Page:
When you get on a plane, the crew members make sure everyone that checked in, is actually on the flight. If someone doesn’t board, then the plane either stays until they board or remove them and their luggages from the plane. It’s a safety check.
CocoaPods does something similar. But before we dive deep into what a
Manifest.lock file is, we should learn about the two schools of thoughts when it comes to dependencies.
Committing /Pods folder
- Anyone can download the project and even without having CocoaPods they can run the app.
- It’s easier to see all the code at once, but also you get to see changes/updates to the pods. This becomes more vital if you own the pod yourself.
- Engineers will only need to have CocoaPods installed if they ever needed to bump a pod version.
Cons: Your repo size would go up, because it contains all these libraries.
pod install required?
- If you bumped a pod version. The intent is to propagate the changes to both the
Not committing the /Pods folder
Podfile.lock only. Don’t commit the
Pros: Your repo size is smaller.
- Every person needs to have CocoaPods installed. And before they do anything, they have to do
pod installto make sure they have all the necessary code pulled in.
- It’s a tedious and repetitive process as everyone in your team has to do it.
- The extra process also makes it slightly more difficult for junior engineers to learn about the project.
pod install required?
- After you clone the repo.
- If you bumped a pod version and want to update the
Podfile.lockso everyone else gets those exact updates.
- After you pulled down the repo and see changes in the
Podfile.lockand need pull the current version of all dependencies.
To be clear, this post isn’t about which approach is better. It’s just about explaining the differences. For more on the comparison of the two approaches, see CocoaPods and Lockfiles - video
You might be thinking now how do we make sure everyone has all the correct pods installed. It’s simple, the
Podfile.lock gives you the version used for every pod. Think of the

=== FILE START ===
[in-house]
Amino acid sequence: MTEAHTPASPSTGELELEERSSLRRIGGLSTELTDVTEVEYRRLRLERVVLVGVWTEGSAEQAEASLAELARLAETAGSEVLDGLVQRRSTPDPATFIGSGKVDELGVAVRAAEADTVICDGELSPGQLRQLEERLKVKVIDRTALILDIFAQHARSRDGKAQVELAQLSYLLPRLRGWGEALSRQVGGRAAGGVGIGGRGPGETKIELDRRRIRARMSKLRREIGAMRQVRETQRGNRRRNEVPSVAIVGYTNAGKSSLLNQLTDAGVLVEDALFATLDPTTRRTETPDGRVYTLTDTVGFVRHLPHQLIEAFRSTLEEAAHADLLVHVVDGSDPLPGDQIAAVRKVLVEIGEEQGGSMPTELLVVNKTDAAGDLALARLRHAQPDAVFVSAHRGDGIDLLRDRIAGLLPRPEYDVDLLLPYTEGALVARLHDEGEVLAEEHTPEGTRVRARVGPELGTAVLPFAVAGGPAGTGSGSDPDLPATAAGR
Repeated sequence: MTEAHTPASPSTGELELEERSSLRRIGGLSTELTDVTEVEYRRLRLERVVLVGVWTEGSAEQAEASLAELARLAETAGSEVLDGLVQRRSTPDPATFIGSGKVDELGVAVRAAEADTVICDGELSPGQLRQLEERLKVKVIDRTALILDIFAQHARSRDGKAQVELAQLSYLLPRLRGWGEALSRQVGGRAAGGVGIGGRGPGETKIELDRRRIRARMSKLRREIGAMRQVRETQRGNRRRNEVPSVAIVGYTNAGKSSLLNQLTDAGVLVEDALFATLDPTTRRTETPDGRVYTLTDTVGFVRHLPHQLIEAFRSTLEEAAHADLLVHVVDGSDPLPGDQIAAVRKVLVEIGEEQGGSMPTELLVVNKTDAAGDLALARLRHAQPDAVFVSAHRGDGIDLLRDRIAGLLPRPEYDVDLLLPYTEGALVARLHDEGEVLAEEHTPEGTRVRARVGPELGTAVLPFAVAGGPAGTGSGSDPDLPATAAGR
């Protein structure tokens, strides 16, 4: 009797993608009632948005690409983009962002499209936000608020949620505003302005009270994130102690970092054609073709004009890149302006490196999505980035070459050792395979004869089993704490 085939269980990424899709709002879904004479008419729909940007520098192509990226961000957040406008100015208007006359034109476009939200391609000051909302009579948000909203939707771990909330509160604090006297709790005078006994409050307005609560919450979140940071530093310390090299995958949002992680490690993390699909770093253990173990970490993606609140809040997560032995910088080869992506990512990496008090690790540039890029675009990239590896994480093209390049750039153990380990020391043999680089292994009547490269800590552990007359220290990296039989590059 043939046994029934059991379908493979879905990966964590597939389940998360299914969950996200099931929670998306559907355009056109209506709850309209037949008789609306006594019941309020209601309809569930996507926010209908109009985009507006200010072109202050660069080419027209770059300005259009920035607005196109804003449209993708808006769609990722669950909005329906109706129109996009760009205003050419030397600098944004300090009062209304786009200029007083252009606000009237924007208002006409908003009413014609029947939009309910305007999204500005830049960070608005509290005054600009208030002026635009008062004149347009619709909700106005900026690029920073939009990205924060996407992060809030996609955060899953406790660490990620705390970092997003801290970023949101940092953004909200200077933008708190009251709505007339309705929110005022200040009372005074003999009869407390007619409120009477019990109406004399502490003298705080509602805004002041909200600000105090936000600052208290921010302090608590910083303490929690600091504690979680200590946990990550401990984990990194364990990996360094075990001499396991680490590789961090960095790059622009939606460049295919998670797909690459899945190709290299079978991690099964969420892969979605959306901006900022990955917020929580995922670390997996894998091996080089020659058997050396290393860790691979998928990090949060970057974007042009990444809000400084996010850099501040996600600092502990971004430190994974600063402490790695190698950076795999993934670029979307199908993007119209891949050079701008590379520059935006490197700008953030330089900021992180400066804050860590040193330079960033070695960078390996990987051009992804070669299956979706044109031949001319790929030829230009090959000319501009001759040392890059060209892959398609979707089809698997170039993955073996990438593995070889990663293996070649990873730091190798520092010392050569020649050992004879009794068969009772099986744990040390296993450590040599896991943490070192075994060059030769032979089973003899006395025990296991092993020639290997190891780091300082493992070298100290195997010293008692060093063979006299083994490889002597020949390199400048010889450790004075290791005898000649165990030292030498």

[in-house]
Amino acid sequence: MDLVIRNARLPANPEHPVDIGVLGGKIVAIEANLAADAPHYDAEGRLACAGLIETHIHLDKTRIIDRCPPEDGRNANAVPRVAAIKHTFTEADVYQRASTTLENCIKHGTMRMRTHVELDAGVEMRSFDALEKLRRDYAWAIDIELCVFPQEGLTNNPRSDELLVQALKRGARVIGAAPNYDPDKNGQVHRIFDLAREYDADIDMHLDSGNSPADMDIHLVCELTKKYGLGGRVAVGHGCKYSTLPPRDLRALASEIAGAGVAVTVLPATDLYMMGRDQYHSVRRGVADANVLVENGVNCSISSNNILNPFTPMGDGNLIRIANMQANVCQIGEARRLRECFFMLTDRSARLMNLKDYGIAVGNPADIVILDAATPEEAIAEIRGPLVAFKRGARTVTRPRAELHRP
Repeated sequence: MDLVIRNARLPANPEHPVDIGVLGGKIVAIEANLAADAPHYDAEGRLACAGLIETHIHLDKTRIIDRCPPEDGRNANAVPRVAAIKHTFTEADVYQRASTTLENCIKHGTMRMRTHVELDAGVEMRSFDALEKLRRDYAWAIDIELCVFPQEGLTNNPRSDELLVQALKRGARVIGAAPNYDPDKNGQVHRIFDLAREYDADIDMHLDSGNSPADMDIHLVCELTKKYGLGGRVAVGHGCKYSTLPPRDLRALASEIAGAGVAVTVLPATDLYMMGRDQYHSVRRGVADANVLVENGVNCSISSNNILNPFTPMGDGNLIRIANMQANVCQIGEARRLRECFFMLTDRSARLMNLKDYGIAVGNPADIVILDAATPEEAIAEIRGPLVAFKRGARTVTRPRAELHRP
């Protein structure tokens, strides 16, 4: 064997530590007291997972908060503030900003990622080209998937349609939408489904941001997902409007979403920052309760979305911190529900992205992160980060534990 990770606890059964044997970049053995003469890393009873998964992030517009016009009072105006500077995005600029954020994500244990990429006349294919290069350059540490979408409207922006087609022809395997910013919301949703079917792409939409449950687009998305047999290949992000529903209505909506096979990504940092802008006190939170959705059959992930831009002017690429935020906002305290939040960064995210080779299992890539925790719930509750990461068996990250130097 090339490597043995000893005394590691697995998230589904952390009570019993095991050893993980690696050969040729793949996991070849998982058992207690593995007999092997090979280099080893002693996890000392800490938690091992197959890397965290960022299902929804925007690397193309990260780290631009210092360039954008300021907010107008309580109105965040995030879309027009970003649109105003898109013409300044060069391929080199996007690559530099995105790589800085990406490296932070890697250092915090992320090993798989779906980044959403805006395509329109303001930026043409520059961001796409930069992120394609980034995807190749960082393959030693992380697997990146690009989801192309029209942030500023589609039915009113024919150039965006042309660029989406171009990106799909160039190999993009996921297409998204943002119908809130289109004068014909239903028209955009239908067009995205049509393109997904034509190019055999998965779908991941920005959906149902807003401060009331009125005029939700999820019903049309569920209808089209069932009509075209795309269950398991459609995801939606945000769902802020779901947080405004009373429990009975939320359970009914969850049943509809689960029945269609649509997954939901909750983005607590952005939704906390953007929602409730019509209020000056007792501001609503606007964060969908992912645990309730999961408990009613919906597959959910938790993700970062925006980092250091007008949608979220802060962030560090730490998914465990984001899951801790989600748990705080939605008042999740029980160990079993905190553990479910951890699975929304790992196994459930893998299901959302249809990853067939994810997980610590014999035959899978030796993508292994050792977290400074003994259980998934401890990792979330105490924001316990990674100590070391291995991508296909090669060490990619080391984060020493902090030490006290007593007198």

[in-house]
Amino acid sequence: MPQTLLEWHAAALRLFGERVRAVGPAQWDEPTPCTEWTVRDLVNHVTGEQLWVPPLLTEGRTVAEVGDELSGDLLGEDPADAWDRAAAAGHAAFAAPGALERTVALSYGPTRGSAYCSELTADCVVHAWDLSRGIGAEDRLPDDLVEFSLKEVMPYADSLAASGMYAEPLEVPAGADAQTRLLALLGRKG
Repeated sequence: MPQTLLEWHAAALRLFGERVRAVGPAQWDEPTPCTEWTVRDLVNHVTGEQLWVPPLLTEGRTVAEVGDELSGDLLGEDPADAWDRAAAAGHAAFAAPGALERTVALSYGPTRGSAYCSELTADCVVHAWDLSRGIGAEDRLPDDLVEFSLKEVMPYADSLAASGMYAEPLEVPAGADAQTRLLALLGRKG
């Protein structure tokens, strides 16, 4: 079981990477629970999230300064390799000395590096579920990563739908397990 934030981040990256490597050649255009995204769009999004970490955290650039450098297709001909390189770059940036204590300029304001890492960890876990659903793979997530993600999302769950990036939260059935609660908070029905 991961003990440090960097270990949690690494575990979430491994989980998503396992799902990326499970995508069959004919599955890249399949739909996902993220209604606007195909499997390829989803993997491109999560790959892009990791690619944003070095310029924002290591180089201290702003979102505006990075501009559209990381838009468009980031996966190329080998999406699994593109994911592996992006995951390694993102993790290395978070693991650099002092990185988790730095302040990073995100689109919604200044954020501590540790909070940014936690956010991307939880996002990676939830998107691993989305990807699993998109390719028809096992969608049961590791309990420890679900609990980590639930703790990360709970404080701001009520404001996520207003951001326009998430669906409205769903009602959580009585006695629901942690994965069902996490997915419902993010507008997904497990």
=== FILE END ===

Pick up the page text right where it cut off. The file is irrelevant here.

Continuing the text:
Podfile.lock as a snapshot of all your versions.
So when does the
Manifest.lock come into play?
It’s mainly used to protect you when your intent is ‘After you pulled down the repo and see changes in the
Podfile.lock and need to match your latest snapshot’.
Podfile.lockis your repo’s snapshot.
Manifest.lockis your local machine’s snapshot.
If these two files don’t match, then Xcode will throw a build time error.
To be clear those two files always have to always match, it’s just that there’s a higher probability of things not matching when two engineers/macs are involved. Meaning one engineer has done
pod install on their mac and has updated the
Podfile.lock and now you have to do another
pod install on your own mac. When you run
pod install on your mac, it affects your
Why would the lock files not be in sync though?
Only reason I can think of is, things go wrong during some merge conflict on the
How does Xcode check your lock files?
CocoaPods adds a shell script into the Build Phases:
If the lock files don’t match, then Xcode will throw the following error:
error: The sandbox is not in sync with the
Podfile.lock. Run ‘pod install’ or update your CocoaPods installation.
Manifest.lock: A file contained in the Pods folder that keeps track of the pods installed in the local machine. This files is used once the exact versions of the Pods has been computed to detect if that version is already installed. This file is not intended to be kept under source control and is a copy of the
Manifest.lockis per machine, while
Podfile.lockis per project.
Manifest.lockshould never be committed, while
Podfile.lockmust always be committed.
Manifest.lockshould always match the
Podfile.lock. Otherwise you’ll get a build error.
- Committing the /Pods folder depends on your team’s decision. It’s optional.